Text by Lauren Hertzler
It’s been an exciting year for the Pennovation Center, which kicked off its grand opening in October 2016.
Since the Pennovation Center’s founding in 2016, one of the many visions of its purpose has been to serve as a stepping stone for Philadelphia startups.
The 58,000-square-foot Pennovation Center has served as an anchor for Pennovation Works in Grays Ferry.
The idea, says Anne Papageorge, vice president for Facilities and Real Estate Services at Penn, is to accommodate the growth of young companies as they move from the Pennovation Center’s co-working area, offices, and labs to even larger spaces outside of the Center, but still on the 23-acre Pennovation Works development site.
One company in particular, COSY, a spinout of Penn’s GRASP lab, has demonstrated that this goal is attainable. The growing startup, which was the first tenant in one of the Pennovation Center’s six inventor garages last year, moved its nearly 20 employees to the third floor of the Office Building at Pennovation Works earlier this month. The 25,000-square-foot Office Building underwent $3.8 million in renovations, which were completed in August.
Ed Datz, Penn’s executive director of real estate, says the Office Building renovations were advanced as a result of the success of the private office space within the Pennovation Center. The newly renovated building, he adds, is already 40 percent leased.
Jonas Cleveland, founder of COSY, moved his growing company out of the Pennovation Center and into a larger space, still at Pennovation Works.
A feasibility study of the 69,000-square-foot Lab Building, also at Pennovation Works, was recently completed. This space will provide additional lab and office space as part of the Pennovation Center’s “graduation strategy,” says Papageorge.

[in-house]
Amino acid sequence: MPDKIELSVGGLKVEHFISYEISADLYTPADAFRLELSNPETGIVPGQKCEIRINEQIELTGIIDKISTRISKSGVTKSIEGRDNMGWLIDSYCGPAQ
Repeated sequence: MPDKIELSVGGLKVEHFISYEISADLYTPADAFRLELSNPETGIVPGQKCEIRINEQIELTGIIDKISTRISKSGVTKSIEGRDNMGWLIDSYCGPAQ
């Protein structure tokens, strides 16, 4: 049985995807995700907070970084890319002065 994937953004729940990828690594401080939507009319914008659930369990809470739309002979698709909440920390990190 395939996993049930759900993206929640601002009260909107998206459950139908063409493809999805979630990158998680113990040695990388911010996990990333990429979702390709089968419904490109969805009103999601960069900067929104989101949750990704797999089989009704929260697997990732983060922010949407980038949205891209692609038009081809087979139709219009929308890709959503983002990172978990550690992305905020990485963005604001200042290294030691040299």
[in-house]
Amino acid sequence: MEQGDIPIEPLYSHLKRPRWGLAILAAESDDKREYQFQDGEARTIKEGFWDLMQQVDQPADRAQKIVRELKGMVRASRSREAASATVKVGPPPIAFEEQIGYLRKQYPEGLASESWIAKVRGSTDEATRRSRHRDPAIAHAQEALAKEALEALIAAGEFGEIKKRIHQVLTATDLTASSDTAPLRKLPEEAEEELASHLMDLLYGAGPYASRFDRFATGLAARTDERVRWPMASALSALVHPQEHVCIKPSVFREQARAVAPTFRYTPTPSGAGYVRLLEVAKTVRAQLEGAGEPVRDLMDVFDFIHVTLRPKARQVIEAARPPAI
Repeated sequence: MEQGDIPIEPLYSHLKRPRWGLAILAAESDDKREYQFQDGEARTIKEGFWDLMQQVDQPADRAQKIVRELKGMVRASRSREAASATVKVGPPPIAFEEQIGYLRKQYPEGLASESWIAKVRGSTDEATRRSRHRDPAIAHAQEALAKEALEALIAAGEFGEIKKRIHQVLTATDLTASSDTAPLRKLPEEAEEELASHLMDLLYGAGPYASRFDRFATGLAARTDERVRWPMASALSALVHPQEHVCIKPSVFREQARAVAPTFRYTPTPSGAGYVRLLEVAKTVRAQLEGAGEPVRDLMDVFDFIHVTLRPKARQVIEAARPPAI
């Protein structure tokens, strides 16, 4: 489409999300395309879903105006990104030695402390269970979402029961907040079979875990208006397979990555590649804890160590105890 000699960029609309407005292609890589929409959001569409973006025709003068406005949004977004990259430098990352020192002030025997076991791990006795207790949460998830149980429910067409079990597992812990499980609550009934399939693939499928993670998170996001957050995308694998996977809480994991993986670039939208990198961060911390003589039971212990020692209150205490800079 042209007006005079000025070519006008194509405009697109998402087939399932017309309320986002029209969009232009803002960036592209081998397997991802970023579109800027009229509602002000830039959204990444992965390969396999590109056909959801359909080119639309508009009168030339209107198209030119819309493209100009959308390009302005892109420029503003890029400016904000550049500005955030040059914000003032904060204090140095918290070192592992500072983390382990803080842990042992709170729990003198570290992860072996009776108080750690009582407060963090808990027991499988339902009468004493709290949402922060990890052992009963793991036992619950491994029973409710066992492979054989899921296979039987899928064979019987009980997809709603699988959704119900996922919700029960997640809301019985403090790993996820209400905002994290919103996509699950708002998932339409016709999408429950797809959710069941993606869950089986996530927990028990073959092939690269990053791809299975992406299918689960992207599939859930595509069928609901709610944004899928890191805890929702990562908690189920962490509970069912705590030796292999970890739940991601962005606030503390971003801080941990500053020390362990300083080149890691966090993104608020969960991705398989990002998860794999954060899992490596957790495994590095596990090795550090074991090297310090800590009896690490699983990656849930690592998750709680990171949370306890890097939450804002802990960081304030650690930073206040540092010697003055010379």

“It also is about having graduating space beyond the Pennovation Center for those that don’t fall into the incubator or new company category, but for people who still want to be in our community,” she explains. “They want to be part of the ecosystem we are creating here.”
These plans provide evidence that the Pennovation Center has thrived in its first year. Overall, Papageorge says, “Performance is ahead of budget, and we are pleased with the progress and evolution.”
From the top down, the Pennovation Center is buzzing. Every day, Datz says, at least 25 to 50 students are working at PERCH, or the Penn Engineering Research and Collaboration Hub, located on the third floor. On the first and second floors, the Penn Center for Innovation Ventures might be holding office hours or hosting events with co-working space operator Benjamin’s Desk, while Pennovation Center members work from their personal co-working spaces, labs, private offices, or shared conference rooms. Events throughout the year have also taken place outside at the Center’s refinished plaza.
The Pennovation Center features co-working and event space, conference rooms, private offices, and wet and dry labs.
Qualcomm, the Fortune 500 company that acquired KMel Robotics, established its Philadelphia research office on site and recently moved into a nearly 10,000-square-foot space connected to the Pennovation Center, while the Hershey Co. maintains its 1,000-square-foot space on the Center’s second floor for its Advanced Technology & Foresight Lab.
Last year at this time, there were about 50 people who worked at the Pennovation Center. “Now there are 250 people and more than 60 companies at the Pennovation Works site,” Datz says.
In addition, Papageorge says, shuttle services have been expanded, and plans are set for PennDOT to improve striping for the safety of the bicycle and pedestrian crossings.
“This year we’ve gone from being a site to now a place—a place of innovation activity,” says Papageorge. “A place where ideas go to work.”